Katsushika Hokusai is without a doubt the most famous Japanese artist known in the Western world since the middle of the 19th century.
Reflecting the artistic expression of an isolated civilisation, the works of Hokusai, one of the first Japanese artists to emerge in Europe, greatly influenced Impressionist and Post-Impressionist painters such as Vincent van Gogh.
Considered a ukiyo-e master even during his lifetime, Hokusai fascinates us with the variety and the significance of his work which spanned almost ninety years and is presented here in all its breadth and diversity.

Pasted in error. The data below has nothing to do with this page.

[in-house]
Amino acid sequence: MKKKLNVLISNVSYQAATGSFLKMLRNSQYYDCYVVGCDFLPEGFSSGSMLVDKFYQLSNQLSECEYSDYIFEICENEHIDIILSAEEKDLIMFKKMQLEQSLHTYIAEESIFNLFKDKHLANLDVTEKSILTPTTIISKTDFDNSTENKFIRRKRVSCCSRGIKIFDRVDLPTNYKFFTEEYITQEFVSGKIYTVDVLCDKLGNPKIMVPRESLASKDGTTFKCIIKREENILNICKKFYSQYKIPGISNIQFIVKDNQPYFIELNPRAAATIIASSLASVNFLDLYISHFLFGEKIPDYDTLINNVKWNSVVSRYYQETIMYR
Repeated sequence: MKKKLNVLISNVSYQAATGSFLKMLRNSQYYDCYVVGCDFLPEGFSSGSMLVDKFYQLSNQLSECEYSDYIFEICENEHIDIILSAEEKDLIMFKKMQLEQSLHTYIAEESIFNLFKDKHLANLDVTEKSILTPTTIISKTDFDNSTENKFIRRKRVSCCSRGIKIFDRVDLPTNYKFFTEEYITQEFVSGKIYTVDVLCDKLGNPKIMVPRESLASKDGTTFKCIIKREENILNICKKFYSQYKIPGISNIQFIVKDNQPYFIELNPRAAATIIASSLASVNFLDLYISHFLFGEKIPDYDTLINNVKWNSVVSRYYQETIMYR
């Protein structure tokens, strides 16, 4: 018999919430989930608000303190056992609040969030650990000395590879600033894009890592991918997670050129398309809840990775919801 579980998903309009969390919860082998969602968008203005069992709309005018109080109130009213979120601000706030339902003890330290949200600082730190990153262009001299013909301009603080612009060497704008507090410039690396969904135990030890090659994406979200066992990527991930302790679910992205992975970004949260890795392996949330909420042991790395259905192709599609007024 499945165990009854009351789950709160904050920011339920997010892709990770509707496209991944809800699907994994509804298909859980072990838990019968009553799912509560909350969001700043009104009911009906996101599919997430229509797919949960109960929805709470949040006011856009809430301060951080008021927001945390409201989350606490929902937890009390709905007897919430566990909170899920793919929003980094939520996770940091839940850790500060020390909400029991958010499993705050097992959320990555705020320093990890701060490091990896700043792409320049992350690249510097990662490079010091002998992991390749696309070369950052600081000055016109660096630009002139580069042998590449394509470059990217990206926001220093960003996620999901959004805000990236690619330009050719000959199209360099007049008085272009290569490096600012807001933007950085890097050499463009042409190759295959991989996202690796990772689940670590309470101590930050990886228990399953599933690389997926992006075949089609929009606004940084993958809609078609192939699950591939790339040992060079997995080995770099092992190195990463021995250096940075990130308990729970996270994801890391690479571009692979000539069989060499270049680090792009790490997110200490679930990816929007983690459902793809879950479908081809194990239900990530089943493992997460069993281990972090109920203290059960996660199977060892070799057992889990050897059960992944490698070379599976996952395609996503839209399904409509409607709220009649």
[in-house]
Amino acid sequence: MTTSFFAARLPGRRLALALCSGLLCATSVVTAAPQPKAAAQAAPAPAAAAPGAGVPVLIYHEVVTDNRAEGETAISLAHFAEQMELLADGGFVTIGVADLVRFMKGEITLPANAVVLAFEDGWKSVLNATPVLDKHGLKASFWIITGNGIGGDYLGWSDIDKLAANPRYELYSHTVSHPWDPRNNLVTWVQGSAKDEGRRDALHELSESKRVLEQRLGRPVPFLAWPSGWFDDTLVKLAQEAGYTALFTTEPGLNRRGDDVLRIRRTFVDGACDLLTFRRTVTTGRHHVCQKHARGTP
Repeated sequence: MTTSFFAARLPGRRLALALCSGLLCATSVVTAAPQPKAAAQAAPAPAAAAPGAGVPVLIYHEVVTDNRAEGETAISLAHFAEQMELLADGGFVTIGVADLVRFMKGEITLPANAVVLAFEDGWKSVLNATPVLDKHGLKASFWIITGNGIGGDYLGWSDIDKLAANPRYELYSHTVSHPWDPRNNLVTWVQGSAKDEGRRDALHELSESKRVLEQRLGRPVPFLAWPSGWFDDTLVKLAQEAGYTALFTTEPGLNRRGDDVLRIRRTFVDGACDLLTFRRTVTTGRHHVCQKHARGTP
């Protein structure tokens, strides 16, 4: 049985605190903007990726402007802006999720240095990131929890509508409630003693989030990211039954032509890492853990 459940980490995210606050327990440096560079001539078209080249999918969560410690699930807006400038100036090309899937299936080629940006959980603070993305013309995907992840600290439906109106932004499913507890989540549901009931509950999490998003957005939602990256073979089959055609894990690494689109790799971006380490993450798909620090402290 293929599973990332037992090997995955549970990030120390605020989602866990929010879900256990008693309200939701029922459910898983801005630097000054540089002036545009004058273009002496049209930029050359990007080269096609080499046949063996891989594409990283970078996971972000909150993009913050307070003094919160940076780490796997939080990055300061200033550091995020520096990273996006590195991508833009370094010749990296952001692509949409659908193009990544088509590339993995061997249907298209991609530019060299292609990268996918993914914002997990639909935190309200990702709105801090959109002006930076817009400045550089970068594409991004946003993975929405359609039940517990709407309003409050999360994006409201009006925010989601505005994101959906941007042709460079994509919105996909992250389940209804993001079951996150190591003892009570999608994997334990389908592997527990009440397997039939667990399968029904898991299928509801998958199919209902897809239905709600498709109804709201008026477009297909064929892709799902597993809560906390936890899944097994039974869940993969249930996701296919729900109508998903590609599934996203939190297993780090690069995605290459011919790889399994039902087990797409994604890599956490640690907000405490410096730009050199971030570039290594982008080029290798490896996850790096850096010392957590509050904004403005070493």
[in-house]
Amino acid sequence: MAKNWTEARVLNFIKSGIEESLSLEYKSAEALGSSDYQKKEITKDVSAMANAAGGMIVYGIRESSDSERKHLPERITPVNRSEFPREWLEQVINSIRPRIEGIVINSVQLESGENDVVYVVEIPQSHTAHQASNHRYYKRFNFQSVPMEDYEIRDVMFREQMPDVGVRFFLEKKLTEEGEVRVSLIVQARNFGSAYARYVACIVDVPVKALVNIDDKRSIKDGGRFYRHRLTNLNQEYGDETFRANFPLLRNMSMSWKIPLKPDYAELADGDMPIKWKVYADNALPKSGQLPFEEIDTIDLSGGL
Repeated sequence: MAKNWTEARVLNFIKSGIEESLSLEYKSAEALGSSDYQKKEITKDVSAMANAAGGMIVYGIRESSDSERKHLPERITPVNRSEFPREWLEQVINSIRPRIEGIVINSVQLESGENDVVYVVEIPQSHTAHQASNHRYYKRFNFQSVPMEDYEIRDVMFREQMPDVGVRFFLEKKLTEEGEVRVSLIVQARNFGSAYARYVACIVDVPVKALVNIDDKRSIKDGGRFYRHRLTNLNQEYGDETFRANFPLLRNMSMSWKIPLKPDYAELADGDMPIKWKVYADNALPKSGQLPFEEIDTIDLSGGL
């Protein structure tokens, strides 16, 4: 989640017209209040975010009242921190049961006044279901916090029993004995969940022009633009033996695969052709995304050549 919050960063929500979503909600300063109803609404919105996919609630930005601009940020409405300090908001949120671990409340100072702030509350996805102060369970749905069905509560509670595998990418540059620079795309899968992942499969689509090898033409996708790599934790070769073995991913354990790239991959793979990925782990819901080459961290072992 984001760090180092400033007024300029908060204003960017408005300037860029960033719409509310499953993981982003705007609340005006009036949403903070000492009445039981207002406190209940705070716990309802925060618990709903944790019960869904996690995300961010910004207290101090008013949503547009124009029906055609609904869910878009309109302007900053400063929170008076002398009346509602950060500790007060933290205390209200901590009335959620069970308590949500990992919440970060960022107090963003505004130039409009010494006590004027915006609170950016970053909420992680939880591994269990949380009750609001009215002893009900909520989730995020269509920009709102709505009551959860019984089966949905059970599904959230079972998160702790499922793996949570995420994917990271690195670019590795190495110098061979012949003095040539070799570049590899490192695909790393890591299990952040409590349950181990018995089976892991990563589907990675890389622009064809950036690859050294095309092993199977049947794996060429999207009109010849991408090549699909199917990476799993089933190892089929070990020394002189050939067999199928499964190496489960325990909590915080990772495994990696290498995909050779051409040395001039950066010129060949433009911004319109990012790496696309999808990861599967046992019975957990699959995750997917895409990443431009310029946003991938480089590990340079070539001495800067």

Friend of Émile Zola, Gustave Flaubert, and Alphonse Daudet, Edmond de Goncourt was a French writer belonging to the Naturalist movement. Eyewitness to the events of the worldly and artistic life of the second half of the 19th century, his major work remains the Journal written with his brother, Jules. Beginning in 1850, they collaborated on history books, most notably treating painting, such as Eighteenth Century Art. Impassioned by the delicate beauty of the Japanese woodblock prints, Edmond de Goncourt became, through his monographs on Utamaro and Hokusai, one of the first to reveal the magnificence of this art to the Western world.
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